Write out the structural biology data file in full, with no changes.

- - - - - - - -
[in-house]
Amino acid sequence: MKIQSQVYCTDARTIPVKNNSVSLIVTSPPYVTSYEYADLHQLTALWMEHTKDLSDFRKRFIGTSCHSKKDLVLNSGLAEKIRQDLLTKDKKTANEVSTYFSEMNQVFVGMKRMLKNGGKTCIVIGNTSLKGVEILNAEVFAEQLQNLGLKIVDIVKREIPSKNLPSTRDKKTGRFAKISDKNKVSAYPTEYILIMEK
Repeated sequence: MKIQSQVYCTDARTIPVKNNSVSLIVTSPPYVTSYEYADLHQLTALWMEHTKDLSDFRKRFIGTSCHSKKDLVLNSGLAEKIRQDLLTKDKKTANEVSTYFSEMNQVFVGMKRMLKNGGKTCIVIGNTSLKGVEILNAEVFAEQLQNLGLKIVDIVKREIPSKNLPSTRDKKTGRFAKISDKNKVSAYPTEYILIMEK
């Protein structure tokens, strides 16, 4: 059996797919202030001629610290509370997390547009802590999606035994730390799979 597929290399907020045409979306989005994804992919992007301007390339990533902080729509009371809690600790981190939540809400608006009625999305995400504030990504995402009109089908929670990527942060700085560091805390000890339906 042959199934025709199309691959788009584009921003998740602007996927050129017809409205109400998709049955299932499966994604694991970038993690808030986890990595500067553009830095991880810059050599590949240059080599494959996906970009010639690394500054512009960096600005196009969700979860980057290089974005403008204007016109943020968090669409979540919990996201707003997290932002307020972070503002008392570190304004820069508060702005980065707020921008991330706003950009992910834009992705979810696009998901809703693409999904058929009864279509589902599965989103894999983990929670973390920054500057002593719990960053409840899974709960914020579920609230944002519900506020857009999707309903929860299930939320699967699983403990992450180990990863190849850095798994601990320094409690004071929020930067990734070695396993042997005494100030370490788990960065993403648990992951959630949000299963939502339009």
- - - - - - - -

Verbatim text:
[in-house]
Amino acid sequence: MKIQSQVYCTDARTIPVKNNSVSLIVTSPPYVTSYEYADLHQLTALWMEHTKDLSDFRKRFIGTSCHSKKDLVLNSGLAEKIRQDLLTKDKKTANEVSTYFSEMNQVFVGMKRMLKNGGKTCIVIGNTSLKGVEILNAEVFAEQLQNLGLKIVDIVKREIPSKNLPSTRDKKTGRFAKISDKNKVSAYPTEYILIMEK
Repeated sequence: MKIQSQVYCTDARTIPVKNNSVSLIVTSPPYVTSYEYADLHQLTALWMEHTKDLSDFRKRFIGTSCHSKKDLVLNSGLAEKIRQDLLTKDKKTANEVSTYFSEMNQVFVGMKRMLKNGGKTCIVIGNTSLKGVEILNAEVFAEQLQNLGLKIVDIVKREIPSKNLPSTRDKKTGRFAKISDKNKVSAYPTEYILIMEK
């Protein structure tokens, strides 16, 4: 059996797919202030001629610290509370997390547009802590999606035994730390799979 597929290399907020045409979306989005994804992919992007301007390339990533902080729509009371809690600790981190939540809400608006009625999305995400504030990504995402009109089908929670990527942060700085560091805390000890339906 042959199934025709199309691959788009584009921003998740602007996927050129017809409205109400998709049955299932499966994604694991970038993690808030986890990595500067553009830095991880810059050599590949240059080599494959996906970009010639690394500054512009960096600005196009969700979860980057290089974005403008204007016109943020968090669409979540919990996201707003997290932002307020972070503002008392570190304004820069508060702005980065707020921008991330706003950009992910834009992705979810696009998901809703693409999904058929009864279509589902599965989103894999983990929670973390920054500057002593719990960053409840899974709960914020579920609230944002519900506020857009999707309903929860299930939320699967699983403990992450180990990863190849850095798994601990320094409690004071929020930067990734070695396993042997005494100030370490788990960065993403648990992951959630949000299963939502339009």